Photo/IllutrationNicaraguan Ambassador Rodrigo Coronel with his 1,000 paper crane presentation, and Nagasaki Mayor Tomihisa Taue in August (Provided by Rodrigo Coronel)

  • Photo/Illustraion
  • Photo/Illustraion

Of all the tasks Rodrigo Coronel wants to accomplish as Nicaragua's ambassador to Japan, the one closest to his heart is to track down the Japanese woman who patiently taught him how to fold a perfect origami paper crane 27 years ago.

Coronel, now 43, was 16 years old when he attended Emmanuel College in Boston in 1992. One day in class, he saw a folded paper crane that a classmate had made.

Stunned by its simple beauty, Coronel asked her to teach him how to make one.

“You’ll probably forget it quickly,” she said, attempting to brush him off. “It’ll be a waste of my time.”

But Coronel didn’t give up. He kept pestering her for a lesson every day.

Finally, after two weeks, she relented--but only a bit.

“One fold, one day at a time.”

The terms of their agreement were severe.

She instructed Coronel to practice the “one fold” 100 times, every day.

There was more: He had to master the fold flawlessly. If he didn't, the lessons would stop.

“A paper crane loses shape if you don’t fold it perfectly,” she explained.

Coronel, determined to impress her, practiced hard every day. It took him three months to memorize all the folds required to complete a paper crane.

Finally, the day arrived when he was due to make his presentation. Coronel completed an origami crane from scratch as she watched.

Afterward, she extended her arms above her head and formed a round shape.

Coronel didn’t understand the gesture, but took it as one of approval.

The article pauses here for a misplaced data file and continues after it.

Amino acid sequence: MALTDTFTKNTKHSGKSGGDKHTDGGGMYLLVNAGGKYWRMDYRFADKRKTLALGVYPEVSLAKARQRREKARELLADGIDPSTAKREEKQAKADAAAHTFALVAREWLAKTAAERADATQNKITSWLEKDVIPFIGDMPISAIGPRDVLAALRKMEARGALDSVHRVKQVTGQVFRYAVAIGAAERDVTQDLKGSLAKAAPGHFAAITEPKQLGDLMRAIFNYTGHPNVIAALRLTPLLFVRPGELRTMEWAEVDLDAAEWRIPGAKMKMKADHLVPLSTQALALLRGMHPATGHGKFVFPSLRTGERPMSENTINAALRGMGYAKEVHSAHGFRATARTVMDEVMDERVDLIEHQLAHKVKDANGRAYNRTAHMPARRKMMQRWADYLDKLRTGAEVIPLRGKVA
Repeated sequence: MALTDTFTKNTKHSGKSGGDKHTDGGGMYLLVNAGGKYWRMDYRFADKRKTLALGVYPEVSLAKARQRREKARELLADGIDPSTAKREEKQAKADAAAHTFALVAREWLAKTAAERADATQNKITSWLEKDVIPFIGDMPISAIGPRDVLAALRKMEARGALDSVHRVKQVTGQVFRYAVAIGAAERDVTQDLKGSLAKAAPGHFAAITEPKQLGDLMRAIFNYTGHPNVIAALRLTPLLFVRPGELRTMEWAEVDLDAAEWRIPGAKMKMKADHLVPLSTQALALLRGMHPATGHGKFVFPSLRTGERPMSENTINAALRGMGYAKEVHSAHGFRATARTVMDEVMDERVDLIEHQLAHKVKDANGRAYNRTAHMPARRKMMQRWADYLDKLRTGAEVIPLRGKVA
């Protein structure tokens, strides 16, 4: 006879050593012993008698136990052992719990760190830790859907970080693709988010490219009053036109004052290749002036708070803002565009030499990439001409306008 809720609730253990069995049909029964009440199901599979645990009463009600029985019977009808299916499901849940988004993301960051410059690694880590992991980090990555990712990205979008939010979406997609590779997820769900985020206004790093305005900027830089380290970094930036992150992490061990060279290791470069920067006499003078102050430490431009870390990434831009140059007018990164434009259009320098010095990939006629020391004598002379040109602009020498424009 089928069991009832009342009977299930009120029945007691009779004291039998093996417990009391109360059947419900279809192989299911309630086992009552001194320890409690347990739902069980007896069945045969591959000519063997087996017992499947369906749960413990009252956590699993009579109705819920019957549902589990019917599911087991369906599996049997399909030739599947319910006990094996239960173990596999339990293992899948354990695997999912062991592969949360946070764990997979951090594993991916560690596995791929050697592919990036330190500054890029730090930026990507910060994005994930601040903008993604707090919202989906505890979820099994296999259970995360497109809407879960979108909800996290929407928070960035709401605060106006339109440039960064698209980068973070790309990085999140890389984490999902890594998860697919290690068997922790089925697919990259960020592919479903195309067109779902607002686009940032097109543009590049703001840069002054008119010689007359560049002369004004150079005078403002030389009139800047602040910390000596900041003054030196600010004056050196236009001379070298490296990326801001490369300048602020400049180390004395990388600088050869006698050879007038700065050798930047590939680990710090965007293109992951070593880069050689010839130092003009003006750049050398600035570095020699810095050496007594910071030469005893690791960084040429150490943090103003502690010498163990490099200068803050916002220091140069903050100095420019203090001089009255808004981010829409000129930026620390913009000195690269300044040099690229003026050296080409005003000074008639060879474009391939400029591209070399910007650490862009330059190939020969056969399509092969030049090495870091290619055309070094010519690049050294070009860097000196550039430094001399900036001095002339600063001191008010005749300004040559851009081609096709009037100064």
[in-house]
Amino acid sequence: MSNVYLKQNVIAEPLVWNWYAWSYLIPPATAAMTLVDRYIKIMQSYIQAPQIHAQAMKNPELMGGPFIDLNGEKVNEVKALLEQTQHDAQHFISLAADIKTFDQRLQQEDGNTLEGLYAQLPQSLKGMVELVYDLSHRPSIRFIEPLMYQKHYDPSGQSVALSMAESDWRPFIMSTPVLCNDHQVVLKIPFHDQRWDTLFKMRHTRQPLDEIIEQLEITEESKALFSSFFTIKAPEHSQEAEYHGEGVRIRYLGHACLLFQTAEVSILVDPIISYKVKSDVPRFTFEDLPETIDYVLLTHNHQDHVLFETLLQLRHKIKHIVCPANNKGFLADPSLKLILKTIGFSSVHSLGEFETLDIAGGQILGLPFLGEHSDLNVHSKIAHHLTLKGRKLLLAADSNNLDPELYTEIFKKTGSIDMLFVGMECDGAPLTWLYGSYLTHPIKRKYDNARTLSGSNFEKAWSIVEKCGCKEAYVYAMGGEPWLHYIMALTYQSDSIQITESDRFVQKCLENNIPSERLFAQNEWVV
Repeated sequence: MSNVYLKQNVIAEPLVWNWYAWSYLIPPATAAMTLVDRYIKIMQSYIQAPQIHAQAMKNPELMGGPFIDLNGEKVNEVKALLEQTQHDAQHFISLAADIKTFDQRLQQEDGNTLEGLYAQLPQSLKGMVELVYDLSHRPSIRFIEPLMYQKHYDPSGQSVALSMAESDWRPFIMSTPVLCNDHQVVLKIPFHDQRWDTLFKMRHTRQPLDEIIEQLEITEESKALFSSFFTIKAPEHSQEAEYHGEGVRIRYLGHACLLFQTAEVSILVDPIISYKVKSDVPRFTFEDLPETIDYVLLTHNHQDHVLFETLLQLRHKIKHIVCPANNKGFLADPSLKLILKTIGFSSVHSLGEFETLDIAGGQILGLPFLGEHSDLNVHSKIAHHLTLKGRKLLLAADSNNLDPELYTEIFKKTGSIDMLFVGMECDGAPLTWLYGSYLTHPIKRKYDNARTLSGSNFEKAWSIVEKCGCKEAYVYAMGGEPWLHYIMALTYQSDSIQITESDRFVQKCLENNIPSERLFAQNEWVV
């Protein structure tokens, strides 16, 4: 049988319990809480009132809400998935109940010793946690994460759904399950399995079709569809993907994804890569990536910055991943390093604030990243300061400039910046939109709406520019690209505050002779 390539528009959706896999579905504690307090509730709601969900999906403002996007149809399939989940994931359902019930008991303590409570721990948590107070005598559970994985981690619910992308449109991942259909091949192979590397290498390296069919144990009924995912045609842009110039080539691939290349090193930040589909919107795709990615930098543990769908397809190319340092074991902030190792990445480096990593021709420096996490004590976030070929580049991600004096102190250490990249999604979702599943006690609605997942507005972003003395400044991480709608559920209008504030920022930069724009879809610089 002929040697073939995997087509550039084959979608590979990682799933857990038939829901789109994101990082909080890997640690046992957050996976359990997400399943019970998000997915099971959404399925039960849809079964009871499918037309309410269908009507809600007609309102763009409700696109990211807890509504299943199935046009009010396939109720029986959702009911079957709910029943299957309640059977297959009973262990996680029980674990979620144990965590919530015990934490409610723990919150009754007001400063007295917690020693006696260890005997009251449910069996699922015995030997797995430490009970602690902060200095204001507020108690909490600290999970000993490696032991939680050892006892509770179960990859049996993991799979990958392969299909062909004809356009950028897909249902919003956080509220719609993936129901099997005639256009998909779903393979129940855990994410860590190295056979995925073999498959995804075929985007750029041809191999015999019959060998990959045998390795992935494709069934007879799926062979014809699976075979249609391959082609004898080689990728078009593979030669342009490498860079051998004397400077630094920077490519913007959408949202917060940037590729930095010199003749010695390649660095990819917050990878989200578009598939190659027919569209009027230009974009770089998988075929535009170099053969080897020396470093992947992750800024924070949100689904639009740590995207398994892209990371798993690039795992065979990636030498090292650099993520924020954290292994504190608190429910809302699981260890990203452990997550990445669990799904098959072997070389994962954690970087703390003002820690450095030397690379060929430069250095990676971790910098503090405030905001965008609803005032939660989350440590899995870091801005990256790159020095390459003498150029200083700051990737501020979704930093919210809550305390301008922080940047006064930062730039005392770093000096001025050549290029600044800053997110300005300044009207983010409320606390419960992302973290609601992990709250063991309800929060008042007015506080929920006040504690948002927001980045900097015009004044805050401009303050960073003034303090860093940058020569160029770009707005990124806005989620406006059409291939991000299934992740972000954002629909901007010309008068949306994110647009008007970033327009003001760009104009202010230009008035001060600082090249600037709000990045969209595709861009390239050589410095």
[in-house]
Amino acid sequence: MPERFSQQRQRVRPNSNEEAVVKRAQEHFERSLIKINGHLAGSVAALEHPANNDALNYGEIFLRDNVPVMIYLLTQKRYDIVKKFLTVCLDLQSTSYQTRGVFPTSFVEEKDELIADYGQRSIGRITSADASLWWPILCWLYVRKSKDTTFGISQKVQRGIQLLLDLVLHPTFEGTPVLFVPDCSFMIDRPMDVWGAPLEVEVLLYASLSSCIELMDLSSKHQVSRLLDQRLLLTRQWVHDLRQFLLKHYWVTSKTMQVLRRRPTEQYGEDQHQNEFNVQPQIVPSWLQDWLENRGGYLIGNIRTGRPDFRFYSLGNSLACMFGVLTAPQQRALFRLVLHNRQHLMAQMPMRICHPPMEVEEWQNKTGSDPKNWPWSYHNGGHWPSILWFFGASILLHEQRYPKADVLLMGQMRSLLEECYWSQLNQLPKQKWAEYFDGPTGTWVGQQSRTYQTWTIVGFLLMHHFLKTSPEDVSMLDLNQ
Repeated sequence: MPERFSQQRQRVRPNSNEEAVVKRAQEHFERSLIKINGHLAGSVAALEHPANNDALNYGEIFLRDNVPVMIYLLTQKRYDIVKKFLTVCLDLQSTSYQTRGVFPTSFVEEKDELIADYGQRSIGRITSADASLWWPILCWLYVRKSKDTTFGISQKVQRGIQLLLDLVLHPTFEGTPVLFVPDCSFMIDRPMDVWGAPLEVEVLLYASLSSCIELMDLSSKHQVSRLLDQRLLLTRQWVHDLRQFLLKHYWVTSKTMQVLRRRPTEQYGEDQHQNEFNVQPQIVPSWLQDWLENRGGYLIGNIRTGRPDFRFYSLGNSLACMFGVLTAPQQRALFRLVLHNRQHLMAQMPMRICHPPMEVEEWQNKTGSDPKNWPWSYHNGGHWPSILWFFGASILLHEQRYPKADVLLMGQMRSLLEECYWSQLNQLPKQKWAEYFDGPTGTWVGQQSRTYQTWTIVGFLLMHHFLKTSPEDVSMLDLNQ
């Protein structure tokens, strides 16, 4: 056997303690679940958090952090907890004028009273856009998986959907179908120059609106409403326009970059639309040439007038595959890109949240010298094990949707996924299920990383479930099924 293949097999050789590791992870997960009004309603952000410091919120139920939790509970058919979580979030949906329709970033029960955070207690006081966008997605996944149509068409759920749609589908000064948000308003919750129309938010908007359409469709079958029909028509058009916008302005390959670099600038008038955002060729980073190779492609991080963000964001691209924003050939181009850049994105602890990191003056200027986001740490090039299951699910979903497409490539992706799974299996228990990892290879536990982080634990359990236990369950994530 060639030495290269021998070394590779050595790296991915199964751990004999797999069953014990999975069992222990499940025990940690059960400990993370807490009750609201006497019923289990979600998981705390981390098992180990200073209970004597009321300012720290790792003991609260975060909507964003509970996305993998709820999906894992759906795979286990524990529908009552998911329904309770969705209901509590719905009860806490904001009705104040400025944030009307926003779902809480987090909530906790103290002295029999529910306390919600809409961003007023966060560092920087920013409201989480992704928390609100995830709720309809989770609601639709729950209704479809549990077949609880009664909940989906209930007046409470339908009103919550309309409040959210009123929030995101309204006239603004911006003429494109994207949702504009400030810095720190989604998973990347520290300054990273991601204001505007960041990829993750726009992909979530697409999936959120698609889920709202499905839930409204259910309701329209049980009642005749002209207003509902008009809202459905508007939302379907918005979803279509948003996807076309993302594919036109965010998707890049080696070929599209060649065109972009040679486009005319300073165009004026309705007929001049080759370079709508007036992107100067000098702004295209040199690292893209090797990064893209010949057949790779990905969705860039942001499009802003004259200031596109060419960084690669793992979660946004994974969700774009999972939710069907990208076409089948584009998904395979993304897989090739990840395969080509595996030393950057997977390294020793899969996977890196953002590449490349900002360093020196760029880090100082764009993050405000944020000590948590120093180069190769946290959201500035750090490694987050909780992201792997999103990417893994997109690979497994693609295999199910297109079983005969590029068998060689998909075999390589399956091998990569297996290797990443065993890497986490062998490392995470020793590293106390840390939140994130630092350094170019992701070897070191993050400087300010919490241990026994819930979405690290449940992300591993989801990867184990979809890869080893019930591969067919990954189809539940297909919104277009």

After that, he lost contact with her. All these years later, he can't even remember her name but thinks she was about the same age as him.

Little did they know that one of them would play an important diplomatic role in Japan.

Fast forward to March 2018 when Coronel assumed his duties as Nicaragua's ambassador in Tokyo.

The assignment prompted him to start making origami cranes every day, again. He had stopped making them for a while, but the skills hammered into him by his exacting teacher nearly three decades ago had not been forgotten.

When he eats out, Coronel invariably reaches for the paper wrapper for chopsticks to create an origami crane, which he leaves behind in the restaurant or hotel as a gesture of thanks to the staff.

Coronel understands it is customary not to tip in Japan, and said this is his way of showing his appreciation for their service in some small way.

Coronel learned about the symbolism of origami cranes when he visited Hiroshima and Nagasaki for the first time as ambassador.

He was particularly struck by the story of a young girl who developed leukemia as a result of the 1945 atomic bombing of Hiroshima and made 1,000 paper cranes with her friends in an unanswered prayer for recovery.

Moved by the fact that Japanese pour their heartfelt yearnings for peace when they fold cranes, Coronel decided to make a presentation of his origami to Hiroshima and Nagasaki.

He started on the project earlier this year, and it took four months to make 2,000 paper cranes.

“I was imagining the pain of atomic bomb survivors (while making them),” Coronel said.

Coronel visited Nagasaki City Hall to present the cranes two days before the annual Nagasaki Atomic Bomb Victims Memorial Peace Prayer Ceremony held each Aug. 9.

He was met by Nagasaki Mayor Tomihisa Taue and city employees, who formed a 30-meter-long reception line on each side of an aisle and broke into wild applause as he walked past. One after another, people in the crowd said, “Thank you.”

The ambassador's eyes welled with tears.

Since then, Coronel’s gift, known as 1,000 paper cranes, has decorated the entrance of the Nagasaki Atomic Bomb Museum in the city’s Hiranomachi district.

Now, Coronel aches to be reunited with the woman who taught him his origami skills, which ultimately made his journey possible.

“I want to see her again,” Coronel said. “I want to tell her, Thank you.”

Anyone with information on the mystery woman can reach Coronel at: (nicjapan@gol.com).